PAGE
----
before or at the time of making the contract ; which is addressed to other party ; and induces the other party to enter into the contract.

Furthermore, the maker believe in the

truth of the statement ( the maker honestly believed that facts of such statement is True, in fact the said statement is False ).

example
A (seller) is telling the buyer (B) that a

radio is "practically new" so that B buy it, it is in fact 5 years old and heavily been used. So in the above example, if the seller didn't know the radio was actually old, he would only be liable for an innocent misrepresentation

What constitute misrepresentation?


S.18 (a) of CA: Representation of one of the fact which is

not true but he believes it to be true (Innocent misrepresentation)

What constitute misrepresentation?


S. 18(b) of CA: There is a duty imposed to a party to disclose information to each other but the parties failed to do it or breach of it Negligent Misrepresentation.
Basically, it means that you did not directly lie

(without intention to deceive), but you made a representation about something while having no reasonable reasons for believing it to be true.

For example:
A broker tries to sell a house to a buyer, who

stresses his need for peace and quiet. The broker promises that the house is very quiet. In reality, the house next door is undergoing a very noisy reconstruction. Although the broker did not know this, his promise of that house was quiet was made without he having any reason to believe that was the case. he simply assumed that the house is quiet. The broker in this case is making negligent misrepresentation.

Duty of Misled Party to Exercise Diligence


The misrepresentation does not make

the contract voidable if the misled party had the opportunity to investigate and ascertain the truth of the representation.

Caparo Industries v Dickman,


- an auditor (Dickman) who had negligently approved an

overstated account of a company's profitability. - A takeover bidder (Caparo) relied on these statements and pursued its takeover on the basis that the company's finances were sound. - Once it had spent its money acquiring the company's shares and a company control, it found that the finances were in poorer shape than it had been led to believe. Caparo sued the auditor for negligence misrepresentation.

Caparo Industries v Dickman,

The House of Lords however held: there was no duty of care between an auditor and a third party pursuing a takeover bid. The auditor had done the audit for the company. The bidder could have paid for and done its own audit.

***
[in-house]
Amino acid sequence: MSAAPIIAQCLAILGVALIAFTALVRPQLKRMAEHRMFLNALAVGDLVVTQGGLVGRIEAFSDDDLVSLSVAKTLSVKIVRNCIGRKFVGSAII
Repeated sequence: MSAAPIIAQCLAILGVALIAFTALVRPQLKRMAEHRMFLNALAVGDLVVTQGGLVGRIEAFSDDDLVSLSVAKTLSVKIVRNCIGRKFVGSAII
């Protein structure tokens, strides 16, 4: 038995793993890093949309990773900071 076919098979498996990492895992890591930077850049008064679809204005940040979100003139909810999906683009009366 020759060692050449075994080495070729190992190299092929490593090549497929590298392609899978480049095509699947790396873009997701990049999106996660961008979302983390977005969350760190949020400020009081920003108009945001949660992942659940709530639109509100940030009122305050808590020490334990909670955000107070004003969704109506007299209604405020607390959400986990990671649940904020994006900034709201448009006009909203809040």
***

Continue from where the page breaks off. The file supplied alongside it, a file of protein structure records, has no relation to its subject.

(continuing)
Conditions for Misrepresentation (Summary)


There must be false representation

The Misrepresentation must be one fact (mere

expression of opinion is not a representation of fact). The Misrepresentation must be made by a party to the contract The party was acted or induce the contract by relying on that misrepresentation The P must have suffered damage as a result of misrepresentation

Opinion is not Misrepresentation


Bisset v Wilkinson,
contract of sale a poultry farm is valid even though the

seller made a statement that the farm can breed 2000 sheep is not true. It is because it is an opinion. He never breeds a sheep at the farm before. Thus, the contract is valid.

Silence is not a misrepresentation


Generally, a party to a contract is not bound to disclose materials

facts to the other party.

Silence is not a misrepresentation


Keats v Lord Cardogan,
D lets a house that was in bad condition to P. P however, never ask any information from D

with regard to the house. The act of D is not misrepresentation P should caution and investigate.

Effect or Remedies of Misrep. & fraud


Section 19 (1) of Contract Act 1950.voidable/ Rescission (S. 34 of the Specific Relief Act 1950. Section 65- Restitution / restore the benefit Section 66-compensation/ recover any benefit

5. Mistake
When one party to a contract enters into it under

some misunderstanding. The contract entered into is invalid/ void as if they know the true facts they would never have entered into the contract.